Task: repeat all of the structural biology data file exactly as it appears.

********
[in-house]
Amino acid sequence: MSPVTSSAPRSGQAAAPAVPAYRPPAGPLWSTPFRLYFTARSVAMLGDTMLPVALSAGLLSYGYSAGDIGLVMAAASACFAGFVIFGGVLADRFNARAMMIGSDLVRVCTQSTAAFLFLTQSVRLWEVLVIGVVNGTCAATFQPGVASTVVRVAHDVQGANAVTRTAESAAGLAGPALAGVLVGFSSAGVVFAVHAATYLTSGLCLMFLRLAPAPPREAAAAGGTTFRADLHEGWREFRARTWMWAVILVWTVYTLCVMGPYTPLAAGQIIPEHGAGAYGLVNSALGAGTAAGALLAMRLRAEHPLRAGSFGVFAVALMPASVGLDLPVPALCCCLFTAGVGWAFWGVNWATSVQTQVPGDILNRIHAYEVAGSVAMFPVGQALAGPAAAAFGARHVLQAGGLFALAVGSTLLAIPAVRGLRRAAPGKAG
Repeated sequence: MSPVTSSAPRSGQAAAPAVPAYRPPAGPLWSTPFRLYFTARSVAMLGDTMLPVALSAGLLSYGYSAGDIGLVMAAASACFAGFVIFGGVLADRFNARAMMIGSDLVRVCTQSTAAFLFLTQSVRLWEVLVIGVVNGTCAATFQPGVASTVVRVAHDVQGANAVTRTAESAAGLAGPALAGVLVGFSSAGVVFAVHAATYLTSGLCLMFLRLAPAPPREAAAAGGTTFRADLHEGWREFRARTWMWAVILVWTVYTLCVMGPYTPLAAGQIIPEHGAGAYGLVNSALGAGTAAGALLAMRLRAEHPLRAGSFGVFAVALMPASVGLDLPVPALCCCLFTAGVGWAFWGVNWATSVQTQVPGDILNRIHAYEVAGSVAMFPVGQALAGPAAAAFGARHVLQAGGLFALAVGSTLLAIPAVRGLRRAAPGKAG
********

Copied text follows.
[in-house]
Amino acid sequence: MSPVTSSAPRSGQAAAPAVPAYRPPAGPLWSTPFRLYFTARSVAMLGDTMLPVALSAGLLSYGYSAGDIGLVMAAASACFAGFVIFGGVLADRFNARAMMIGSDLVRVCTQSTAAFLFLTQSVRLWEVLVIGVVNGTCAATFQPGVASTVVRVAHDVQGANAVTRTAESAAGLAGPALAGVLVGFSSAGVVFAVHAATYLTSGLCLMFLRLAPAPPREAAAAGGTTFRADLHEGWREFRARTWMWAVILVWTVYTLCVMGPYTPLAAGQIIPEHGAGAYGLVNSALGAGTAAGALLAMRLRAEHPLRAGSFGVFAVALMPASVGLDLPVPALCCCLFTAGVGWAFWGVNWATSVQTQVPGDILNRIHAYEVAGSVAMFPVGQALAGPAAAAFGARHVLQAGGLFALAVGSTLLAIPAVRGLRRAAPGKAG
Repeated sequence: MSPVTSSAPRSGQAAAPAVPAYRPPAGPLWSTPFRLYFTARSVAMLGDTMLPVALSAGLLSYGYSAGDIGLVMAAASACFAGFVIFGGVLADRFNARAMMIGSDLVRVCTQSTAAFLFLTQSVRLWEVLVIGVVNGTCAATFQPGVASTVVRVAHDVQGANAVTRTAESAAGLAGPALAGVLVGFSSAGVVFAVHAATYLTSGLCLMFLRLAPAPPREAAAAGGTTFRADLHEGWREFRARTWMWAVILVWTVYTLCVMGPYTPLAAGQIIPEHGAGAYGLVNSALGAGTAAGALLAMRLRAEHPLRAGSFGVFAVALMPASVGLDLPVPALCCCLFTAGVGWAFWGVNWATSVQTQVPGDILNRIHAYEVAGSVAMFPVGQALAGPAAAAFGARHVLQAGGLFALAVGSTLLAIPAVRGLRRAAPGKAG